I wrote "le citron" because I mis-heard the "les". In retrospect, of course, it's obvious...
Why is it so obvious? I made the same mistake and not sure how I could tell the difference the next time
Les is pronounced like "lay", le is pronounced like "luh" or "loo", roughly.
Why not "it likes the lemons".
With verbs of assessment (in this case, liking), you'd usually drop the article in translation.
Why is "he likes lemons" correct? And "he likes the lemons" is also correct? What is the article magic in this sentence?
In French, the definite article is used in two situations: to indicate a specific noun, e.g. "He likes the lemons," or to indicate the general sense of a noun, e.g. "He likes lemons (in general)."
Why 'Ils aiment les citrons' is incorrect?
I take it you mean on a listening exercise? If it was pronounced correctly (and that's never a guarantee with Duo), then you would have heard a difference in the liaison between ils and aiment [eelz].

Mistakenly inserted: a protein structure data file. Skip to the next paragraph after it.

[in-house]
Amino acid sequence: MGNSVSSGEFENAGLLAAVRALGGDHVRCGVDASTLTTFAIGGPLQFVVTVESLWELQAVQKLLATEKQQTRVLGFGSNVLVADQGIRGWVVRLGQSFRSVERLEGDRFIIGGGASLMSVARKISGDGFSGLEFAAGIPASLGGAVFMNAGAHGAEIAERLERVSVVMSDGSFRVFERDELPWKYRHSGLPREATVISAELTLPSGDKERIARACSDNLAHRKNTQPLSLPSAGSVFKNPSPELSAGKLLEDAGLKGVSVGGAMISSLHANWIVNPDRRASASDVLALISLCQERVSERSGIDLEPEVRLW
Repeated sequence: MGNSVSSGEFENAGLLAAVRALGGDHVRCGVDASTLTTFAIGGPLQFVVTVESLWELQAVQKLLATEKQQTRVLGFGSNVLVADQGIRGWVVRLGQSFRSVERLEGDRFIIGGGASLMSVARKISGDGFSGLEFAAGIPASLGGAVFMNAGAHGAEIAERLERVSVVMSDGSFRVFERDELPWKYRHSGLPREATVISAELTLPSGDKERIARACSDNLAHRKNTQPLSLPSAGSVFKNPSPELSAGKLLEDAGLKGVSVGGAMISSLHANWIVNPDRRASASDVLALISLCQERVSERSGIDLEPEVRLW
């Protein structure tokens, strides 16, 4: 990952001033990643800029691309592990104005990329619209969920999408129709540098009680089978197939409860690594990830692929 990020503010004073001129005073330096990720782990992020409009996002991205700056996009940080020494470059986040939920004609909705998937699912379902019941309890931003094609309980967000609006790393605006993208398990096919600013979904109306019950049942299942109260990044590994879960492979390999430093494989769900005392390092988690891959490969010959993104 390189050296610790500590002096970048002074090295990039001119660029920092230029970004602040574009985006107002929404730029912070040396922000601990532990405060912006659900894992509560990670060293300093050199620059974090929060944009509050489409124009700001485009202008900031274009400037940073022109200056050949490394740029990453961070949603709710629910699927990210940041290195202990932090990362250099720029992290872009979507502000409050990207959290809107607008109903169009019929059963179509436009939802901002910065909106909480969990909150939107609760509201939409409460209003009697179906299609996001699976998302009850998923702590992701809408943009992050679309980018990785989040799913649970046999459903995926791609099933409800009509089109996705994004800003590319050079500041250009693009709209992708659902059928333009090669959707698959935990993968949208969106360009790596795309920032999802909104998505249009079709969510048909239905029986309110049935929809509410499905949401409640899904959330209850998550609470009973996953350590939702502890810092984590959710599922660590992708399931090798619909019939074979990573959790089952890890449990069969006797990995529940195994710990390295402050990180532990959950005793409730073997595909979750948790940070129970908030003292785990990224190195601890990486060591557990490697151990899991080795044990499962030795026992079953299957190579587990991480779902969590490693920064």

How can I know whether "il aime" is "he likes" or "he loves"? How can it mean both and why is "loves lemons" wrong?
Love for people, like for non-people.
with this case, it seems that the rule might be for people and non-people... as "chien" also gets the "love" instead of the "like". it's a little confusing as my teachers had previously told me they were interchangeable.
I should say "things with personality and things without" or some such. And I'm indicating the rule that DL follows. Some people in the know seem to disagree with it.
Why is "he loves the lemons" wrong?
Although "aime" can be used both as like and love, using "aime" as love is usually for a person, and "adore" is the word for love used for an object.